OSHA has strict standards on how cranes and other overhead equipment must be maintained and inspected. These stringent regulations are designed to help protect the individuals who operate and work around this heavy machinery. Because compliance is not optional, all team members should understand how cranes work, the types of examinations they might be subject to, and what OSHA’s priorities are.
Crane preventative maintenance can keep your business compliant, and, in doing so, it will improve your overall safety and help you avoid fines caused by safety violations.
What OSHA Looks For
For the most part, OSHA is going to look to see if your overhead cranes are fully functional, safe, and operating according to their intended use. Crane inspections take place periodically. However, they will be looked at once per year at a minimum. Your crane operators and safety officer should also perform both frequent and periodic inspections, which occur daily, monthly, bimonthly, quarterly, or yearly.
A frequent inspection will cover moving and contact parts, such as the hydraulic system, hoist chains, and hooks. These have to be looked at every day. All of these pieces further need a thorough inspection once each month. This should be performed by a certified crane inspector who is also fully versed in crane preventative maintenance.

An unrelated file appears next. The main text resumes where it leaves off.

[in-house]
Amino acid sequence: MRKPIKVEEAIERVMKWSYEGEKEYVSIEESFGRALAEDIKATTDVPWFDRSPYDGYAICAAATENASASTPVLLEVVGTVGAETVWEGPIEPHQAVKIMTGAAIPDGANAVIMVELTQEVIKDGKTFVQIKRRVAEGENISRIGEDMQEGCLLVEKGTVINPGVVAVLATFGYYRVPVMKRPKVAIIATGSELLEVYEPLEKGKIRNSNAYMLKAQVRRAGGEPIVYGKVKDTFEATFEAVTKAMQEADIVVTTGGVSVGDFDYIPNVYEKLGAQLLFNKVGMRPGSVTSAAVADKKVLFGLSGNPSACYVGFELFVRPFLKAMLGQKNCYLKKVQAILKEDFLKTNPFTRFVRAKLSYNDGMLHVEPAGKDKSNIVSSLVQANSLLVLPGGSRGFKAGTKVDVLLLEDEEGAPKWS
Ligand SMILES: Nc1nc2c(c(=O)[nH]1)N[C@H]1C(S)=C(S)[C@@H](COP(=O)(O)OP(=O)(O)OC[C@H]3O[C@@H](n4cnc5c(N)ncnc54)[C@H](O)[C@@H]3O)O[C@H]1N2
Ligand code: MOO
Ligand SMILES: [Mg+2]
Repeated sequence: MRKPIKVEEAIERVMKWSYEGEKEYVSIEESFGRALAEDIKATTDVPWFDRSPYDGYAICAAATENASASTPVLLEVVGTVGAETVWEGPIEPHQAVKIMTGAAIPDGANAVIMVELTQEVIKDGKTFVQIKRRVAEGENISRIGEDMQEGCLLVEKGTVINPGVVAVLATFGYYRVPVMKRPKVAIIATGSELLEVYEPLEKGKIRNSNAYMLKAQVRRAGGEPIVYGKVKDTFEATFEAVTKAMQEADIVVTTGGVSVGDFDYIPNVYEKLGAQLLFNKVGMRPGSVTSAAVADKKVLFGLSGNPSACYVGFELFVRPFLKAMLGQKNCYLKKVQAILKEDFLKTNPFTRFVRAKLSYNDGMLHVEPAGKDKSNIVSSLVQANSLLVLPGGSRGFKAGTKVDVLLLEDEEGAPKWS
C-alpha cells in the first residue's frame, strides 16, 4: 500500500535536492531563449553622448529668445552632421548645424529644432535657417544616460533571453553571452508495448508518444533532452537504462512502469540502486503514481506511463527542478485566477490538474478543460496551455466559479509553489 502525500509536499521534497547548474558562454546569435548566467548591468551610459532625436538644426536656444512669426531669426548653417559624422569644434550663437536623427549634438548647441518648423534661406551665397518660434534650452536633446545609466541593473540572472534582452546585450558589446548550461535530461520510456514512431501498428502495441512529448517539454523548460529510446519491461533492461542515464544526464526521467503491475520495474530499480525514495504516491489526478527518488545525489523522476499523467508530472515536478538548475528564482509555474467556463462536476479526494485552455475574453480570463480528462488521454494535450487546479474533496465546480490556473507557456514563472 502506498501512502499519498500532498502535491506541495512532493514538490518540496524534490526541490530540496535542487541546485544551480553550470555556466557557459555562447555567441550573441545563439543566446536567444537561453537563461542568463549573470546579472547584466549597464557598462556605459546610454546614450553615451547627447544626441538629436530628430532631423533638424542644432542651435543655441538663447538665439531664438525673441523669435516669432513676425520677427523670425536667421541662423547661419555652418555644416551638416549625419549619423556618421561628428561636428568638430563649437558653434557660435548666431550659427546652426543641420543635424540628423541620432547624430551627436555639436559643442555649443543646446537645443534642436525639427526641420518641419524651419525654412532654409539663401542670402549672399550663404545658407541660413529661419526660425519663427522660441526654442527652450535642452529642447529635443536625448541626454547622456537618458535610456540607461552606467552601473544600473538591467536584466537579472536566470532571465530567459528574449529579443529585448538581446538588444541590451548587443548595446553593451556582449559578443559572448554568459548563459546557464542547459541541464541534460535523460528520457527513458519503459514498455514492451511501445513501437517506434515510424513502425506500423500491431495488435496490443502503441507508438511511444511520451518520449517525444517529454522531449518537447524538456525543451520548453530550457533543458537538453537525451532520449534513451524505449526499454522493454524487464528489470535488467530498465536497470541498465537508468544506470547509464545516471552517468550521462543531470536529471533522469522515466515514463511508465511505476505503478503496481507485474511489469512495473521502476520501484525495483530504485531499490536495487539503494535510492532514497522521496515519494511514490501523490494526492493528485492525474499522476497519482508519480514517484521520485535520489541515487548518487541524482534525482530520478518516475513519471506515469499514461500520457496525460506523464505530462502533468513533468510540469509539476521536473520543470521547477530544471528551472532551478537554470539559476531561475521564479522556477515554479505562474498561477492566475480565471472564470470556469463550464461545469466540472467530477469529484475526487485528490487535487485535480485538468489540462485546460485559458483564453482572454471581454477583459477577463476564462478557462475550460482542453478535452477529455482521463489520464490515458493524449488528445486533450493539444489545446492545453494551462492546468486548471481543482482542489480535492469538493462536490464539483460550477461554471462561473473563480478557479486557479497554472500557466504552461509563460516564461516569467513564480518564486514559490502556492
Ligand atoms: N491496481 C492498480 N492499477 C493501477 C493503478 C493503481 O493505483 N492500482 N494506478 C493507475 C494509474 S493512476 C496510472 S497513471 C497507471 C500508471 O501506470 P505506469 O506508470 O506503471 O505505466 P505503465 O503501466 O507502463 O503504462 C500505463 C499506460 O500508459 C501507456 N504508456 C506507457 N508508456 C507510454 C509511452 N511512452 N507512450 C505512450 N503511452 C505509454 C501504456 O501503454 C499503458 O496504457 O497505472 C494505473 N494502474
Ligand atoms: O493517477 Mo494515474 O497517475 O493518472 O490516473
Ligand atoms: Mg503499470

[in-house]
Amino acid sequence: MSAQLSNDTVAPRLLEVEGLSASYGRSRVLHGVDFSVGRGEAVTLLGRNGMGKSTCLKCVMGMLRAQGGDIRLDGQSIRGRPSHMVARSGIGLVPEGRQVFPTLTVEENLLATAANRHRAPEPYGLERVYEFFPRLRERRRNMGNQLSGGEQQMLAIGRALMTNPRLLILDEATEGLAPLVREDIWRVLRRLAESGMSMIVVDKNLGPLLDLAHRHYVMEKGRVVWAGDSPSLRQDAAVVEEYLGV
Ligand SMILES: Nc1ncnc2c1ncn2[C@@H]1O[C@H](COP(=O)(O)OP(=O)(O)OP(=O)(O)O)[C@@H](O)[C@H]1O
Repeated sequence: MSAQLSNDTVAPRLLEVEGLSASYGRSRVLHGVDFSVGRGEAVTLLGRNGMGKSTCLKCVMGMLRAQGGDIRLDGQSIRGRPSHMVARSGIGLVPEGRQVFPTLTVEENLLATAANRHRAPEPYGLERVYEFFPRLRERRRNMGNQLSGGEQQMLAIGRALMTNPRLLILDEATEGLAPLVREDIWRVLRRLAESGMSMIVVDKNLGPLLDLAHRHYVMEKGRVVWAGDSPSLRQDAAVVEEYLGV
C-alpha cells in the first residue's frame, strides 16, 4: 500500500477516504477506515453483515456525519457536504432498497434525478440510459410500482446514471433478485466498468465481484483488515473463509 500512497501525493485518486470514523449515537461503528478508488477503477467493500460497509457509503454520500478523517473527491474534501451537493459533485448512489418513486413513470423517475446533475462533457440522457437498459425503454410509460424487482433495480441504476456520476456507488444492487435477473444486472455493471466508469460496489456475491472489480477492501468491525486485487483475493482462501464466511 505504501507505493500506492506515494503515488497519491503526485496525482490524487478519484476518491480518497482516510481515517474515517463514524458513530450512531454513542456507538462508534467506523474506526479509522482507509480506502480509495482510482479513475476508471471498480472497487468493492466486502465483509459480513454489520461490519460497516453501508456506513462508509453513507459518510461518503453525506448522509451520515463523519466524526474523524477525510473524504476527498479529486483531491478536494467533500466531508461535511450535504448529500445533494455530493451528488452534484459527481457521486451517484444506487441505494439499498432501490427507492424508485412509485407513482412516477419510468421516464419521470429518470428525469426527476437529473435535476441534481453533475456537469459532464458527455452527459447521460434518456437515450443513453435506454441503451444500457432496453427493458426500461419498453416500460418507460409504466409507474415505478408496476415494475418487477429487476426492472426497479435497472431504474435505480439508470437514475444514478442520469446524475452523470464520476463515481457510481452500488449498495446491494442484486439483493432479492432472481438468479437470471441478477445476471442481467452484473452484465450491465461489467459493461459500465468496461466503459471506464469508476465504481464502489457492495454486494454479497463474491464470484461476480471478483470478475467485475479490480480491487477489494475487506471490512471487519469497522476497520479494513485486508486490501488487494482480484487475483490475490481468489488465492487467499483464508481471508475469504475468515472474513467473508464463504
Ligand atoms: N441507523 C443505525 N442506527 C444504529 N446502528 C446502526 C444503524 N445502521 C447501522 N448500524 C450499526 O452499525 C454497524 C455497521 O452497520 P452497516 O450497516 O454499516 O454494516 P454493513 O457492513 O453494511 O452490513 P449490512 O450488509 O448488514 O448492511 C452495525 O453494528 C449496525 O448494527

Periodic inspections go a bit deeper. These look at the electrical wiring and other (often hidden) components of your machinery. Even cranes that are temporarily out of service are required to undergo an inspection.
OSHA’s main goal is to protect the health and safety of those in the workplace. OSHA regulations currently impact more than 7 million workers directly, and inspections are prioritized based on the potential for danger. As such, it’s no wonder that overhead crane inspections are so high up on OSHA’s priorities list.
OSHA’s first goal is to look for imminent danger. Fortunately, through routine crane preventative maintenance, you can eliminate the effects of wear and tear on your machinery. This makes it safer for your entire staff. OSHA also works and follows up with worker complaints regarding their health and safety. If a potential local, state, or federal hazard is suspected, you may be subject to an OSHA investigation.
Ultimately, overhead crane maintenance is your best assurance that your machinery is safe and will meet OSHA strict standards. For more information on maintenance, inspections, and service, contact Integrity Crane and Hoist today.